Bush's FEMA-ly values

The safe and sensational news story behind the tragic deaths of 12 miners trapped in a West Virginia coal mine is that initial reports declared that the miners had survived. Family members wept tears of joy and church bells rang. No, literally, church bells rang.

Then, suddenly, "by 3 a.m. mine company chief Ben Hatfield announced that 12 of the 13 were dead." The cousin of one miner, Anna Casto, made comments that indicated the early announcements came from Hatfield: "No, he strictly told us they was alive... Three hours later he come back and said they wasn't."

An outrage and a tragedy and one can only hope that for the sanity of the family members investigators get to the bottom of the "miscommunication." Casto said: "We have got some of us ... saying... that we don't even know if there is a Lord anymore," she said. "We had a miracle, and it was taken away from us."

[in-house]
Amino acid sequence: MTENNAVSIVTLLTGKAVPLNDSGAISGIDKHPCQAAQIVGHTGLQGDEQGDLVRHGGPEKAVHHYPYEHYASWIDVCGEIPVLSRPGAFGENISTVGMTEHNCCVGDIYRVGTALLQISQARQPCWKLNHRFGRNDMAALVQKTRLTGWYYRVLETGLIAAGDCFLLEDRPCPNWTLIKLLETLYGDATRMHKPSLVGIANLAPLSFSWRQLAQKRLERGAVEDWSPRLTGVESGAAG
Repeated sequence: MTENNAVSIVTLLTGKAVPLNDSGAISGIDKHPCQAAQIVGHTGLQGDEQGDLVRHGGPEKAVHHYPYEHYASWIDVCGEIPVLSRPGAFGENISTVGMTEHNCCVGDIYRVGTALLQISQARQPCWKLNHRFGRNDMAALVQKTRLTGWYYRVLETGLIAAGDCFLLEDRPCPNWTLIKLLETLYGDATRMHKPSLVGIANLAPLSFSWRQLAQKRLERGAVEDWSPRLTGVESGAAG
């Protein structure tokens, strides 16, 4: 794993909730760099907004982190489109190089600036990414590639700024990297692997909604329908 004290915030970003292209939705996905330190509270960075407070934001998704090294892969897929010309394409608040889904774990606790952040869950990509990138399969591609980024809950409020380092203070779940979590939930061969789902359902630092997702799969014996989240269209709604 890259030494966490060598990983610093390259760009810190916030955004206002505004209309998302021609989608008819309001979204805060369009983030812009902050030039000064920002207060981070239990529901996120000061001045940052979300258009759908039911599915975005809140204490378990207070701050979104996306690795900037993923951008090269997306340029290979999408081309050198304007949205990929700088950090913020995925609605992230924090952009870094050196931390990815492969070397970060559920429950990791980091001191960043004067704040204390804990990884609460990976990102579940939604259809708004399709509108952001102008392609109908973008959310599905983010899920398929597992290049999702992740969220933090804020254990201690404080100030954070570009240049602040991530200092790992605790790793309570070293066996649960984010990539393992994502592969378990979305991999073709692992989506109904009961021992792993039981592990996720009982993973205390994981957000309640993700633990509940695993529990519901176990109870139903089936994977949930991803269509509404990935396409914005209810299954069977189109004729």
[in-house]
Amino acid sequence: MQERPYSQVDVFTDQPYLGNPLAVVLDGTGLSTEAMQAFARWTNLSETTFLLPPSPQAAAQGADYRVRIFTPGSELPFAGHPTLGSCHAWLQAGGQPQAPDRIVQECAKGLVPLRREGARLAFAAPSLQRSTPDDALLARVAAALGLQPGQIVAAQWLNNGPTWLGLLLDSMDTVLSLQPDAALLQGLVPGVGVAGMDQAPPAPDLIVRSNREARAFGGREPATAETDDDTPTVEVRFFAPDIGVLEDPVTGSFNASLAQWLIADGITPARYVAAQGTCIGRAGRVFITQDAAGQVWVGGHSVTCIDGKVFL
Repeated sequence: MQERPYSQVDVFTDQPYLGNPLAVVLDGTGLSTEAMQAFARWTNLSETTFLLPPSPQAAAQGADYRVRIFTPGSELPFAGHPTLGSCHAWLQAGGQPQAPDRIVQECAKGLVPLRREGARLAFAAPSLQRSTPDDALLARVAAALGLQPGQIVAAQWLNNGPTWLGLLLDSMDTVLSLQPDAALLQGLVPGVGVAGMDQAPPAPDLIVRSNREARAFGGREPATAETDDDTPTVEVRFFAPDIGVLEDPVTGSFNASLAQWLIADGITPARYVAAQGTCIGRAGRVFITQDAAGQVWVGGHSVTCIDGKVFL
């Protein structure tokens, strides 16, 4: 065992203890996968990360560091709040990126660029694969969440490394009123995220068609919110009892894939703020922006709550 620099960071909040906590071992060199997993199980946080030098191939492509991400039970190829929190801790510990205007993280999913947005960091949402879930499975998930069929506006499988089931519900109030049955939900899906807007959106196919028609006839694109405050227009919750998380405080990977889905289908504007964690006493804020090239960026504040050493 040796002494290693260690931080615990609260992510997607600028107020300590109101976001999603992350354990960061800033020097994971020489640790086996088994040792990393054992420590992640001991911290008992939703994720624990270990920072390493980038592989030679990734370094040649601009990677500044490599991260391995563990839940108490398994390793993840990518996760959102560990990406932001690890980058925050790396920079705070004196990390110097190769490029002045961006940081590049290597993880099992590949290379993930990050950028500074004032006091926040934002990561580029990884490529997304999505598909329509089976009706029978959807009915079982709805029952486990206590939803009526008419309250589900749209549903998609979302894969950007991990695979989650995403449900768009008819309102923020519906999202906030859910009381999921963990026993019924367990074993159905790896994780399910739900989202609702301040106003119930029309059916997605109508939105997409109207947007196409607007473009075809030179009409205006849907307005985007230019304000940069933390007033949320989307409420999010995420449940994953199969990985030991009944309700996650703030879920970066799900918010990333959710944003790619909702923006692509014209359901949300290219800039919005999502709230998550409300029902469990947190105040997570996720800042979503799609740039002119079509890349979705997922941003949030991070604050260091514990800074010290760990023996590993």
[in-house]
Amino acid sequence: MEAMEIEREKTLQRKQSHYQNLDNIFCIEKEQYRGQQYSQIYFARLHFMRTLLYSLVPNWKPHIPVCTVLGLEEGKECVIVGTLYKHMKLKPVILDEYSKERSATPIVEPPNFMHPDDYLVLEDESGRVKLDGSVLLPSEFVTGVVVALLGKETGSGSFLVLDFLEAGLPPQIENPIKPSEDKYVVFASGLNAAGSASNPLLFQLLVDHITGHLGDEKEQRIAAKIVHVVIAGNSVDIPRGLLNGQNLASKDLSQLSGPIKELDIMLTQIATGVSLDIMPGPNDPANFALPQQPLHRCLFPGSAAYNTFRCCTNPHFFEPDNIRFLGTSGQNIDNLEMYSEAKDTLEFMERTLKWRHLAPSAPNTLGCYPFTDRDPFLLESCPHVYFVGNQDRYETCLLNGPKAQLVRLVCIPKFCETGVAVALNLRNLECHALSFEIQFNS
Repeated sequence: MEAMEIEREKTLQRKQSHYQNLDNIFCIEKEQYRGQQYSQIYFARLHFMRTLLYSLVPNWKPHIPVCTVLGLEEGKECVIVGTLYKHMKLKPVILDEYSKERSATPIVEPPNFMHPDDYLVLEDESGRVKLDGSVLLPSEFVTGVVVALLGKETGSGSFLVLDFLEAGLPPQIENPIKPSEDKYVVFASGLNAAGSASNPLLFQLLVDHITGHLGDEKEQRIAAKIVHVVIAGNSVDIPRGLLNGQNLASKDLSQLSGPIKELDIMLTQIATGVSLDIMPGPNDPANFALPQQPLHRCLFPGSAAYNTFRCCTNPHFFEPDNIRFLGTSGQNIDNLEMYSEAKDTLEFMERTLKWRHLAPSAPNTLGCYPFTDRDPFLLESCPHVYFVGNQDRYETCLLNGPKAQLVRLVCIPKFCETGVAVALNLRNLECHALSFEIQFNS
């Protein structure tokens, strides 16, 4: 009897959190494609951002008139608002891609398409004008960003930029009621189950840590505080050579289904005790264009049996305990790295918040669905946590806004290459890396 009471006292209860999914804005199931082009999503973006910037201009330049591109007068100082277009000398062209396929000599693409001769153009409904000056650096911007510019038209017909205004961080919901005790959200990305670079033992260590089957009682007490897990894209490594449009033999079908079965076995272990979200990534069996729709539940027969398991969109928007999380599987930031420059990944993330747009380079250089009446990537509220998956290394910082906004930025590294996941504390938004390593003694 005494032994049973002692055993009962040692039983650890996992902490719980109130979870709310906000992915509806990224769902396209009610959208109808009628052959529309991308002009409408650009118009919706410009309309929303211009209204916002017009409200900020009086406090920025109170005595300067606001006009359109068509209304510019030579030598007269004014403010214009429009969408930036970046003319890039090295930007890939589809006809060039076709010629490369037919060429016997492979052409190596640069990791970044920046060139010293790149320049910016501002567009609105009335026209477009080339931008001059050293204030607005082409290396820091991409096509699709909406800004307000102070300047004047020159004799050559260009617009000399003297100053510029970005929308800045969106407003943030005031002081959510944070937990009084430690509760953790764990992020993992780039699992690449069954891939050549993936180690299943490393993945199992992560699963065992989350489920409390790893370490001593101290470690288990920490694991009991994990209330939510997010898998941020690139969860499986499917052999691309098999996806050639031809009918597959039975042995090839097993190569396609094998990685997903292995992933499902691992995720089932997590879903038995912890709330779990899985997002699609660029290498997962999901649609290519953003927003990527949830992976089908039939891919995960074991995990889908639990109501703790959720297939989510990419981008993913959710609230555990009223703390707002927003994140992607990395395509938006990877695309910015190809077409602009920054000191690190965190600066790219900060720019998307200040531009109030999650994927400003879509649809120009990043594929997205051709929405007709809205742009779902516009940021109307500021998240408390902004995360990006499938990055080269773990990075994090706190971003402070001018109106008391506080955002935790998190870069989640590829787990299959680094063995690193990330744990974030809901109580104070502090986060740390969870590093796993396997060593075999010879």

But there's another story here -- a more familiar one. The Sago Mine's safety record was far worse than the national average. Ellen Smith writes:

"The national average for mining accidents (non-fatal days lost) in 2004 was 5.66 per 200,000 manhours worked. The Sago Mine, which was owned by Anker West Virginia Mining Co. at that time, had an accident rate of 15.90. In 2005, Sago's accident rate increased to 17.04, and 14 miners were injured."
So why didn't they do anything about it? Or, more to the point, why was this mine allowed to continue to operate?

The answer is a familiar one: because the incompetence and greed of the Bush administration led to the appointment of coal industry executives to oversee the industry. Wolves watching the henhouse is the expression, I believe.

Kevin Drum quotes from a Clara Bingham article from, sadly, a year ago:
"Bush also demonstrated his friendship to industry leaders when he awarded the top job at MSHA to an executive with Utah's Energy West Mining Company, David Lauriski, whose top two deputies would also be recruited from mining companies. The woman who would become their boss, Secretary of Labor Elaine Chao, is the wife of Kentucky's Republican senator Mitch McConnell, a long time political ally of coal companies."
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